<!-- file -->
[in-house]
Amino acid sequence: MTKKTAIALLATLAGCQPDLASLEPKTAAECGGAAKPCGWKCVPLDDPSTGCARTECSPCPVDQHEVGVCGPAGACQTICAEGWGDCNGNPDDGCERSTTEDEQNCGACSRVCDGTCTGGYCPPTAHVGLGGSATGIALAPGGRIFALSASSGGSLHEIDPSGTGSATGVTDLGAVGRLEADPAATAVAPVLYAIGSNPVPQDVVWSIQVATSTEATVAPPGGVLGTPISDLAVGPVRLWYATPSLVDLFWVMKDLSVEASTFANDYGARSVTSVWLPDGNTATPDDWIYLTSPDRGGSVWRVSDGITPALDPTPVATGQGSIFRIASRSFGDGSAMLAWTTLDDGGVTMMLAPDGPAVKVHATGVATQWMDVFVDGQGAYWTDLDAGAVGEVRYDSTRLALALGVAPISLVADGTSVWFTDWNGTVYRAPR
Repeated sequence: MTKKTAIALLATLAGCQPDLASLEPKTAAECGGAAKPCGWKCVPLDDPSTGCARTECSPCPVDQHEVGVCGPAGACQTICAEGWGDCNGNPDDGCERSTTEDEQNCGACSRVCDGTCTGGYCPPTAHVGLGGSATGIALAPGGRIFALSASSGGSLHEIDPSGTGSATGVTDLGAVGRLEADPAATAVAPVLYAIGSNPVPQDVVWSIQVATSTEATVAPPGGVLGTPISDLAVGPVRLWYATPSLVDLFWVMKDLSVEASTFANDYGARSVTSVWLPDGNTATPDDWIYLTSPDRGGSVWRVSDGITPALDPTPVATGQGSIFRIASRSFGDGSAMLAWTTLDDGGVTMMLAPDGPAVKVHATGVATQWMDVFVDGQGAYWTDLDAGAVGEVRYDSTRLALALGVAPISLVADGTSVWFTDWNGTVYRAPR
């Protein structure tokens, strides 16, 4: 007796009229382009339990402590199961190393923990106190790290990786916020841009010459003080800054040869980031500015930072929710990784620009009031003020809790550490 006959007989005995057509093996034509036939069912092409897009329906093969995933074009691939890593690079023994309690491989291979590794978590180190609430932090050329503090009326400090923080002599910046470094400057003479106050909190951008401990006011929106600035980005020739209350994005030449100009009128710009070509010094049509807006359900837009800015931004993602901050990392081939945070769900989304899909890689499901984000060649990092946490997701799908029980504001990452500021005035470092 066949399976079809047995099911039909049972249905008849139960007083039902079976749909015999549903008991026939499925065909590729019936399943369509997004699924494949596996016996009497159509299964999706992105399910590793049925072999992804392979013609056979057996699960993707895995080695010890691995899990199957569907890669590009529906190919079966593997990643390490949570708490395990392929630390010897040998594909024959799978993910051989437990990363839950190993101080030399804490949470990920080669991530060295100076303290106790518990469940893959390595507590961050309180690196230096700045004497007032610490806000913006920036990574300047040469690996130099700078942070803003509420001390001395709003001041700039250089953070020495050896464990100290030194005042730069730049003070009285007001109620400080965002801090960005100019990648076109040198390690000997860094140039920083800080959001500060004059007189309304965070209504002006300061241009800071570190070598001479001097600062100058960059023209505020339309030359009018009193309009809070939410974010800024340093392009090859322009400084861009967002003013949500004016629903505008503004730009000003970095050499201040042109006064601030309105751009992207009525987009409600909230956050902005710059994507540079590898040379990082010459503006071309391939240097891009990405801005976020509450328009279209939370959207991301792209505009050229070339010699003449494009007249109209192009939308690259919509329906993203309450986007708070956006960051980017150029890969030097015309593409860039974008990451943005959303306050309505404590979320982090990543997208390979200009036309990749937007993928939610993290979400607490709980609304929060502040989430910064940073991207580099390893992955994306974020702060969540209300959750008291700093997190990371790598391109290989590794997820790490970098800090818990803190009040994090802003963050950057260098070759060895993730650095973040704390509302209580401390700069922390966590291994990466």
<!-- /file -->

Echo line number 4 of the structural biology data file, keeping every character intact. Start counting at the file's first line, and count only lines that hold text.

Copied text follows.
């Protein structure tokens, strides 16, 4: 007796009229382009339990402590199961190393923990106190790290990786916020841009010459003080800054040869980031500015930072929710990784620009009031003020809790550490 006959007989005995057509093996034509036939069912092409897009329906093969995933074009691939890593690079023994309690491989291979590794978590180190609430932090050329503090009326400090923080002599910046470094400057003479106050909190951008401990006011929106600035980005020739209350994005030449100009009128710009070509010094049509807006359900837009800015931004993602901050990392081939945070769900989304899909890689499901984000060649990092946490997701799908029980504001990452500021005035470092 066949399976079809047995099911039909049972249905008849139960007083039902079976749909015999549903008991026939499925065909590729019936399943369509997004699924494949596996016996009497159509299964999706992105399910590793049925072999992804392979013609056979057996699960993707895995080695010890691995899990199957569907890669590009529906190919079966593997990643390490949570708490395990392929630390010897040998594909024959799978993910051989437990990363839950190993101080030399804490949470990920080669991530060295100076303290106790518990469940893959390595507590961050309180690196230096700045004497007032610490806000913006920036990574300047040469690996130099700078942070803003509420001390001395709003001041700039250089953070020495050896464990100290030194005042730069730049003070009285007001109620400080965002801090960005100019990648076109040198390690000997860094140039920083800080959001500060004059007189309304965070209504002006300061241009800071570190070598001479001097600062100058960059023209505020339309030359009018009193309009809070939410974010800024340093392009090859322009400084861009967002003013949500004016629903505008503004730009000003970095050499201040042109006064601030309105751009992207009525987009409600909230956050902005710059994507540079590898040379990082010459503006071309391939240097891009990405801005976020509450328009279209939370959207991301792209505009050229070339010699003449494009007249109209192009939308690259919509329906993203309450986007708070956006960051980017150029890969030097015309593409860039974008990451943005959303306050309505404590979320982090990543997208390979200009036309990749937007993928939610993290979400607490709980609304929060502040989430910064940073991207580099390893992955994306974020702060969540209300959750008291700093997190990371790598391109290989590794997820790490970098800090818990803190009040994090802003963050950057260098070759060895993730650095973040704390509302209580401390700069922390966590291994990466």